Two religiously afflicted issues has happened in recent months, in different parts of the world. First, in Indonesia where The Jakarta court sentenced governor Basuki “Ahok” Purnama to two years’ imprisonment for blasphemy against Islam. In short, Ahok was charged because he said Muslims were being deceived if they believed in Al-Maidah:51, which is a verse in the Qur’an that forbids Muslims to choose a Non-Muslim leader. This issue divided opinions in religious, legal, and political aspects. In the end, Ahok was accused and sentenced for blasphemy.
At the other part of the world, in the USA to be specific, issue of blasphemy also took place. Bernie Sanders had an issue with Russell Vought, President Trump’s nominee for deputy director of the Office of Management and Budget. To be brief, Vought once wrote in an article that Muslims are condemned because they have rejected Jesus Christ as the son of God. Sanders did not take this very well and object Vought as a nominee. Sanders said “In my view, the statement made by Mr. Vought is indefensible, it is hateful, it is Islamophobic, and it is an insult to over a billion Muslims throughout the world,”
A minor yet funny thing from this, is that the sides that are objecting towards blasphemy, and demanding more tolerance are actually two opposite sides. In Indonesia, the ones that are against Ahok and his alleged act of blasphemy are known as the more conservative ones. Whereas in USA, Bernie Sanders, is well-known from the American left, democrat party, and representing the so-called more progressive people.
So how did this come about? How can two different sides with different values, be similar in their cause?
From what I see, the root cause of this is that both sides have used the notion of tolerance, anti-discrimination, and religious freedom and played it for their own will. What we need to understand is that the terms “tolerance” “discrimination” and “freedom” are such abstract terms and can be easily manipulated by anyone. You can see it everywhere right now, and it comes to a point where disagreeing with someone can be easily misinterpreted as an act of hate, discrimination, and intolerance. But it shouldn’t be that way.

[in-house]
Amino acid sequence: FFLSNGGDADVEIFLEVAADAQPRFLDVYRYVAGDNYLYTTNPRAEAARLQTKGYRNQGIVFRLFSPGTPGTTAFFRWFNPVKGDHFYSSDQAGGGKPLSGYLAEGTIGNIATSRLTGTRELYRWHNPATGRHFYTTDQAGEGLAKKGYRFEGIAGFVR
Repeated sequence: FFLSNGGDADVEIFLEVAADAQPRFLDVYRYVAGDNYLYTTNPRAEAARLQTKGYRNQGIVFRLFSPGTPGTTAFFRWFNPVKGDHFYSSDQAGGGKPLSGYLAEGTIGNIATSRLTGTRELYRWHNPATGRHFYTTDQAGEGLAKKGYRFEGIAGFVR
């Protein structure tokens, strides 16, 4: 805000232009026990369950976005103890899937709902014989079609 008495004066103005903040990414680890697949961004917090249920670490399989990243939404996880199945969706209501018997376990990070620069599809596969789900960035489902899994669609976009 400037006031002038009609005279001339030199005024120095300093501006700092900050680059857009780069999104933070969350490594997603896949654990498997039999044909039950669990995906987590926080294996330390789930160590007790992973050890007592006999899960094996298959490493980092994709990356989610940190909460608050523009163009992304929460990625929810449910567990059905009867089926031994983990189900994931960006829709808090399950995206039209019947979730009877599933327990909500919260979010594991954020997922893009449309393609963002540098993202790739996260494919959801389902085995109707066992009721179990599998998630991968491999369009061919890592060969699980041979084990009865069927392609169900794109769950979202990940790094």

A disagreement should not prevent peaceful coexistence and should not be equaled as hate. On the contrary, acknowledging that people have differences is a fundamental part of peaceful coexistence. From the two examples above, what we are seeing is not an effort to understand and discuss these disagreements, but an attempt to throw something so important, such as religion, under the bus and shut down any chance of fruitful discussion. If this is the definition of religious freedom, than this is only pushing us to be more ignorant towards each other, and that of course, does not help to cool down the tensions that is already happening right now.
Religious freedom is, in my opinion, the ability to choose independently on what you believe in, and the only way to reach that is through a spiritual journey of seeking the truth. If saying that “anything other than my belief is wrong” is now forbidden, than I am afraid we are getting things wrong. We are not allowing the process of truth-seeking for every individual by preventing them to discuss publicly on differences of faiths. If we go by the current norms now and say all religions are the same, then how, by any means, would a person get to the truth? at the end this will lead to the abandonment of religion at large.
Back to the case, Was Ahok wrong to say that the Quranic scripture was a lie? After all, he is a Christian, meaning anything other than christianity for him, personally, is a false belief.
Was Russel Vought wrong to say Muslims are condemned? Isn’t it just an act of expression of his personal belief?
what Ahok and Vought did, in a theological sense, was expressing their religious beliefs. But we also need to take note in the way they convey the message. In Islam we call this as adab. that is beyond my capacity to discuss but as far as I know, Islam talks at length about adab, and is something we take very importantly.